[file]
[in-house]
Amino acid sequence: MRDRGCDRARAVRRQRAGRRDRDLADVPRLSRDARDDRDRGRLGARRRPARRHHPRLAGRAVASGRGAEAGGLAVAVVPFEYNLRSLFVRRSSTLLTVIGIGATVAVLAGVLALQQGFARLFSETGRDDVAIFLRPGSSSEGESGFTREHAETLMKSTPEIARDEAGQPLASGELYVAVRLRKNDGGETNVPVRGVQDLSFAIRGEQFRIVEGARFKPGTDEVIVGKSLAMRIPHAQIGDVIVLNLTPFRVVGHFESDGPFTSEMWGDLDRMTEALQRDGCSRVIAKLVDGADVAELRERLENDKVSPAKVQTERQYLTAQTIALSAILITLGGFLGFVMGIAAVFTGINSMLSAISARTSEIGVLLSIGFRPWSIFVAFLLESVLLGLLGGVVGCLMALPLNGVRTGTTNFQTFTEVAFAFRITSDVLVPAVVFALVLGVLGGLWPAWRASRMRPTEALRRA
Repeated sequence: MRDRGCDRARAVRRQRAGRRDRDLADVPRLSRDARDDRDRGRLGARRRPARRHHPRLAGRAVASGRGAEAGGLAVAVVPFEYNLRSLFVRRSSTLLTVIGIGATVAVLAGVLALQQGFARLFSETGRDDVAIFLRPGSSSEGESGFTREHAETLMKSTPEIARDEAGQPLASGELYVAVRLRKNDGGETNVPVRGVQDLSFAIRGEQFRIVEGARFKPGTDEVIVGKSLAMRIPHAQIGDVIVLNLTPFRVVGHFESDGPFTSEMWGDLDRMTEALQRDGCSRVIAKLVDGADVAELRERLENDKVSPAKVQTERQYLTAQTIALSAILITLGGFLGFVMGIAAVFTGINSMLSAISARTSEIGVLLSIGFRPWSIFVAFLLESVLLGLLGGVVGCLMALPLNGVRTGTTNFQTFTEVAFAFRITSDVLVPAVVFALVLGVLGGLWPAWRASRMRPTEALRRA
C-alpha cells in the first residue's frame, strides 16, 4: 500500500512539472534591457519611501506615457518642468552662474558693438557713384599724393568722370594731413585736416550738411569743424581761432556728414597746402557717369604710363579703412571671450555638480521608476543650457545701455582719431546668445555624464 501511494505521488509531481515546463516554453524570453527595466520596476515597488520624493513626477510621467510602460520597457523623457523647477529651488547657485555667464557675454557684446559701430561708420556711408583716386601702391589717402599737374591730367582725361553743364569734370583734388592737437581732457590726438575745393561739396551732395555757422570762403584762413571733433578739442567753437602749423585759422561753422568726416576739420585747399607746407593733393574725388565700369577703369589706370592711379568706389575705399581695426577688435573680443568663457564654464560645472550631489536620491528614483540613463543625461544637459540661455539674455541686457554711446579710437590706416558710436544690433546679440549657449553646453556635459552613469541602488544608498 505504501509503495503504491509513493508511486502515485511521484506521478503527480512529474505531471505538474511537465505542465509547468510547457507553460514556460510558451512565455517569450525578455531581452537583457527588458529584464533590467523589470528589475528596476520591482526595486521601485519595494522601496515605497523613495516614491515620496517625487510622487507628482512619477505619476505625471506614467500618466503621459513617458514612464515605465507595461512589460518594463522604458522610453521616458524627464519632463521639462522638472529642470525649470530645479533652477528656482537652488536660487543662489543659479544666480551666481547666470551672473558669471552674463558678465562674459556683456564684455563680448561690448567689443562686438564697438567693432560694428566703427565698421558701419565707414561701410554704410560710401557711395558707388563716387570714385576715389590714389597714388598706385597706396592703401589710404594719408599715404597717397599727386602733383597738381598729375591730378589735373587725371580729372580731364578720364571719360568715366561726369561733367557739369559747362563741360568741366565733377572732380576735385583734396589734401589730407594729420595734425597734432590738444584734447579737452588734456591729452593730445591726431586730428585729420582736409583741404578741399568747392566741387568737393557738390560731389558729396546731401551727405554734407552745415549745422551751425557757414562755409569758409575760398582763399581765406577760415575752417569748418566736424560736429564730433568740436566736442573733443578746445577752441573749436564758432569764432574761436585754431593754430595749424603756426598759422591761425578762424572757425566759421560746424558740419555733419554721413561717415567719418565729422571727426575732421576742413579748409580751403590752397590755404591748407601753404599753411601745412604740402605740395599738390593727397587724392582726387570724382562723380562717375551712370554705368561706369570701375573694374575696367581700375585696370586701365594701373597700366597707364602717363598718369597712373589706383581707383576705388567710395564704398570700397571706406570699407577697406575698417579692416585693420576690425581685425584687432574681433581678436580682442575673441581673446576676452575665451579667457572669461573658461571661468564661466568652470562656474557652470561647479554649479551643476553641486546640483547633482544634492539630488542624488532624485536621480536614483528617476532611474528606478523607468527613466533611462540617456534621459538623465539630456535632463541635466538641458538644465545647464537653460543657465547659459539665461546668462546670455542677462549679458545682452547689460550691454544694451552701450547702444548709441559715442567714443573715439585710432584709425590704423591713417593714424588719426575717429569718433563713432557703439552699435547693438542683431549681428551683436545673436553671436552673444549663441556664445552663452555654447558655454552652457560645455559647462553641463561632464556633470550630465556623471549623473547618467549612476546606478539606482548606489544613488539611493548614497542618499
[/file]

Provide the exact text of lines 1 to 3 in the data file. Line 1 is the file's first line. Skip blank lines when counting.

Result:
[in-house]
Amino acid sequence: MRDRGCDRARAVRRQRAGRRDRDLADVPRLSRDARDDRDRGRLGARRRPARRHHPRLAGRAVASGRGAEAGGLAVAVVPFEYNLRSLFVRRSSTLLTVIGIGATVAVLAGVLALQQGFARLFSETGRDDVAIFLRPGSSSEGESGFTREHAETLMKSTPEIARDEAGQPLASGELYVAVRLRKNDGGETNVPVRGVQDLSFAIRGEQFRIVEGARFKPGTDEVIVGKSLAMRIPHAQIGDVIVLNLTPFRVVGHFESDGPFTSEMWGDLDRMTEALQRDGCSRVIAKLVDGADVAELRERLENDKVSPAKVQTERQYLTAQTIALSAILITLGGFLGFVMGIAAVFTGINSMLSAISARTSEIGVLLSIGFRPWSIFVAFLLESVLLGLLGGVVGCLMALPLNGVRTGTTNFQTFTEVAFAFRITSDVLVPAVVFALVLGVLGGLWPAWRASRMRPTEALRRA
Repeated sequence: MRDRGCDRARAVRRQRAGRRDRDLADVPRLSRDARDDRDRGRLGARRRPARRHHPRLAGRAVASGRGAEAGGLAVAVVPFEYNLRSLFVRRSSTLLTVIGIGATVAVLAGVLALQQGFARLFSETGRDDVAIFLRPGSSSEGESGFTREHAETLMKSTPEIARDEAGQPLASGELYVAVRLRKNDGGETNVPVRGVQDLSFAIRGEQFRIVEGARFKPGTDEVIVGKSLAMRIPHAQIGDVIVLNLTPFRVVGHFESDGPFTSEMWGDLDRMTEALQRDGCSRVIAKLVDGADVAELRERLENDKVSPAKVQTERQYLTAQTIALSAILITLGGFLGFVMGIAAVFTGINSMLSAISARTSEIGVLLSIGFRPWSIFVAFLLESVLLGLLGGVVGCLMALPLNGVRTGTTNFQTFTEVAFAFRITSDVLVPAVVFALVLGVLGGLWPAWRASRMRPTEALRRA